would punish them by not protecting people walking on the
streets and highways.
Many thought that Alcibiades had chipped the busts for a
frolic. Soon after the fleet reached Sicily orders were
received that he should return to Athens at once to answer
the charge. Of course he had to give up his command.
After he did so one disaster after another befell the
expedition. The fleet entered the harbor of Syracuse. The
Syracusans then blocked the entrance so that the Athenian
ships could not get out. In the battle that followed half
of Nicias' ships were destroyed. Nicias ran the rest ashore
and tried to escape by land, but all were forced to
surrender. The old commander was killed, and those of his
men who did not die in battle or of starvation were sold
into slavery. Not one of the ships of the fleet ever got
back to Athens.
 ALCIBIADES was either afraid that he could not clear himself, or that
he could not get justice in the courts of Athens. He
therefore pretended that he was going to obey the order for
his return, but instead of doing so he went for refuge to
Sparta. When the Athenians heard of this they passed a
sentence of death upon him.
In Sparta he was warmly welcomed and by his pleasing ways
became a general favorite. The Spartans, however, soon grew
suspicious of him and ordered him to be put to death as a
traitor to them. He managed to escape and went to Persia.
Here again, as at Athens and at Sparta, he made the people
fond of him. But after a while the Persian governor, who
had been his best friend, saw that he was treacherous and
put him in prison. He escaped and went to a place on the
Hellespont where he joined the Athenian fleet. There he
gave the commanders such advice that they gained a victory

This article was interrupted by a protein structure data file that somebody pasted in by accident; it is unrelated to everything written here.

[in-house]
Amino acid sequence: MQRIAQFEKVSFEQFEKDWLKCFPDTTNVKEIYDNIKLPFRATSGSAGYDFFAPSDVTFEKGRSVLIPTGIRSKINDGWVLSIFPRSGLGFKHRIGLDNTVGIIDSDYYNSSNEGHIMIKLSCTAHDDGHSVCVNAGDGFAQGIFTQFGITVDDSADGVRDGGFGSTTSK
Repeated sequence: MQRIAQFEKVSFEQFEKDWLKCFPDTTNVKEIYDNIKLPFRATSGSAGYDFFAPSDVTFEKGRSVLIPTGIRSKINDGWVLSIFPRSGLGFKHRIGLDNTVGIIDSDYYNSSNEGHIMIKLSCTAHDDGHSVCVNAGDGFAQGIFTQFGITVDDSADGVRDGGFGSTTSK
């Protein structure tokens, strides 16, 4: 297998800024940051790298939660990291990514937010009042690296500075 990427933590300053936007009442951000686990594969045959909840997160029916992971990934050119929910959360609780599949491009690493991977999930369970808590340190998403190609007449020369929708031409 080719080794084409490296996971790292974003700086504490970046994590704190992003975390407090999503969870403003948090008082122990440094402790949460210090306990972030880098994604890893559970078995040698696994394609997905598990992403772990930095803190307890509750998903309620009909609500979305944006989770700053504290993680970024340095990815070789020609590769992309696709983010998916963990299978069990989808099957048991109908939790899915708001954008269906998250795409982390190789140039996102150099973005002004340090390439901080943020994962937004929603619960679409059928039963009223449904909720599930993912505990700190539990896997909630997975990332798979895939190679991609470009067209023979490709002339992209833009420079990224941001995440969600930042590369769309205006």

over the fleet of the Spartans and the land forces of the
Persians. The Spartan admiral was killed. His successor
wrote to Sparta, "Our glory is gone. The men are without
food. We know not what to do."
Alcibiades now thought that he might venture to
go back to Athens. As he had given to the
com-  manders of the Athenian navy the advice which won for
them the victory over the Spartan fleet the Athenians
repented of having condemned him to death. So when he
arrived in the Piræus, with a small fleet of twenty
vessels, he was allowed to land and go to Athens. In a very
short time he persuaded the Athenians to give him command of
their fleet. Then he sailed across the Ægean to fight
against the Persians and Spartans.
Unfortunately, he had to leave the fleet for a short time.
During his absence his lieutenant foolishly brought on a
battle. The Athenians were defeated, and many of their ships
were captured by the Spartans.
With what was left of his fleet Alcibiades then did the
strangest thing possible; he attacked a city that was
friendly to the Athenians and tried to make slaves of some
of the inhabitants. Complaint was made of this to Athens,
and the Athenians at once dismissed Alcibiades from the
command of their fleet.
After this he lived for some years in Asia Minor, where he
owned a castle. One night his castle was surrounded by
armed men who set it on fire. He ran through the flames and
tried to escape, but his enemies killed him (B.C. 404.)